Digital Networking Dominant Theme during GOLD Summit Weekend

Eric Kuhn '09 and Shelly Palmer P'11, P'13
Eric Kuhn '09 and Shelly Palmer P'11, P'13
Alumni and students had the opportunity to experience the power of the college’s alumni network firsthand at the GOLD (Graduates of the Last Decade) Summit on April 16-18. The weekend’s activities began Friday with a panel discussion led by Director of the Career Center Kino Ruth with a select panel of alumni, faculty and friends. Later in the evening alumnus Paul Lieberstein’89, writer and actor for NBC’s The Office, described his circuitous path from a major in economics to Los Angeles and a writing and acting career during his performance in Wellin Hall.

Introduced as an “online commerce pioneer” by Dean of Faculty Joe Urgo, Blake Darcy ’78 presented “A User’s Guide to the Hamilton Network” at Saturday’s opening session. Darcy, who was founder and CEO of the online brokerage firm DLJdirect and who currently serves as CEO of online money management firm Formula Investing, spoke about building a personal brand and the nuances involved in communicating with alumni of various ages. His presentation addressed the importance of one’s online presentation, the possibilities and pitfalls of social networking and the importance of choosing the appropriate communication vehicle for every contact in one’s network. Darcy also spoke about Hamilton Venture Capitalists, a network established for those starting and servicing new ventures.

“Selling the Value of the Liberal Arts” followed Darcy’s presentation and offered three different sessions: for current students and new graduates, for those considering career changes and for those seeking to move forward in their chosen fields. Presenters spanned a wide range of careers and ages and included Jerome Noel '09, assistant account executive at Grey New York; Nicholas Rockwell '08, account manager at Canaccord Adams; Amy Greenan '04, senior consultant at Booz Allen Hamilton; Jennifer Potter Hayes K'73, executive director at the Old Forge Arts Center; Alexandra Stevens '95, lawyer turned librarian; Katy Milmoe '99, account director at Euro Rcsg; Nina Sharma West '01, director of development at The Ad Council; Joe Rowbottom '99, owner, All Things Marketing; Paul Gillespie '84, owner, PGM Strategies, LLC and Kate Faison Spencer K'79.

The day’s final sessions, organized under the title “Time to Get Professional,” focused on professional development skills. One of these, “Analog Bosses and Digital Applicants: Using New Technology and Social Media to Advance Your Career,” featured an interview conducted by CNN Audience Interaction Producer Eric Kuhn ’09 with digital media expert Shelly Palmer P'11,'13, author of Get Digital: Reinventing Yourself and Your Career for the 21st Century Economy. Kuhn and Palmer explored how using social media can advance one’s career.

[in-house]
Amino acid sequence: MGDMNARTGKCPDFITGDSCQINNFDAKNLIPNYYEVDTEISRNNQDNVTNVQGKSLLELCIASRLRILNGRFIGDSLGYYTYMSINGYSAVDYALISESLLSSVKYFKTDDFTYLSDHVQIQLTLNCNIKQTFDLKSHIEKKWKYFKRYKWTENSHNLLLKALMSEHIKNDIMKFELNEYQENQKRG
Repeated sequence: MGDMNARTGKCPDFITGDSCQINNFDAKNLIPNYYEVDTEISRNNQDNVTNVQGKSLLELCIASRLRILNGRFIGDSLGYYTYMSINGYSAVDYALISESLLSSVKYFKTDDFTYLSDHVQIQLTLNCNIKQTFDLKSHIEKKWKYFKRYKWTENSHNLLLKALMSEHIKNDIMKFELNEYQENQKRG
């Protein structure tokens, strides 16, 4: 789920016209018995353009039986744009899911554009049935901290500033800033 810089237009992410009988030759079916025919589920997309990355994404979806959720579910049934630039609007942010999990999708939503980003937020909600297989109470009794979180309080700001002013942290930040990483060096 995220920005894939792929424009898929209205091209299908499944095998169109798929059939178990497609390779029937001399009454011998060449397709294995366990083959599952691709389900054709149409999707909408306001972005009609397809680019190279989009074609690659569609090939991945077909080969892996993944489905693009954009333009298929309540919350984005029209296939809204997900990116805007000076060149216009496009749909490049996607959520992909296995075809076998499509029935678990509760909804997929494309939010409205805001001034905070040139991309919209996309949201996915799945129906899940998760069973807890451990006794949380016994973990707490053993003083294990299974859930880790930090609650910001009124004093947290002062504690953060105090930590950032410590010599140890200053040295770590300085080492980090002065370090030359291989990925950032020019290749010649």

Palmer discussed how to make a resume as digital as possible, the format for a resume submitted with a job application versus one maintained on Facebook and LinkedIn, the considerations in loading a photograph with a resume, the dangers in having a sense of entitlement, the importance of correctly assessing one’s value to an organization and the high value of digital literacy.

In answering how one should identify a possible career path, Palmer suggested that students consider how they want to spend the workday, what is interesting to them and what they might be willing to do. He suggested that a liberal arts graduate typically has the ability to transform information into knowledge, a critical talent in a world that is evolving into “only data points.” A liberal arts graduate, according to Palmer, can “synthesize and offer solutions, add opinion and context to data, assemble data points and know how to operationalize them.”

In an interview situation, Palmer suggested that an interviewee consider asking the interviewer, “What keeps you up at night? What is your biggest problem?” A candidate who is able to offer digital solutions will be particularly valuable to an organization. One of his closing comments was “We are in a culture where technique can be mistaken for creativity.” Palmer urged the audience to keep up with technology but, more importantly, to keep their creativity engaged.

Other programs under the “Time to Get Professional” umbrella included “Planning an Effective Job Search” with Don Chizzonite '77, Stephen Stemkoski, director of human resources at Hamilton, and Kino Ruth, director of the Career Center, and “Managing Relationships: Consensus Building and Leadership in the Workplace” with Alex Mucelli '86, founder of Kythera Capital Management.
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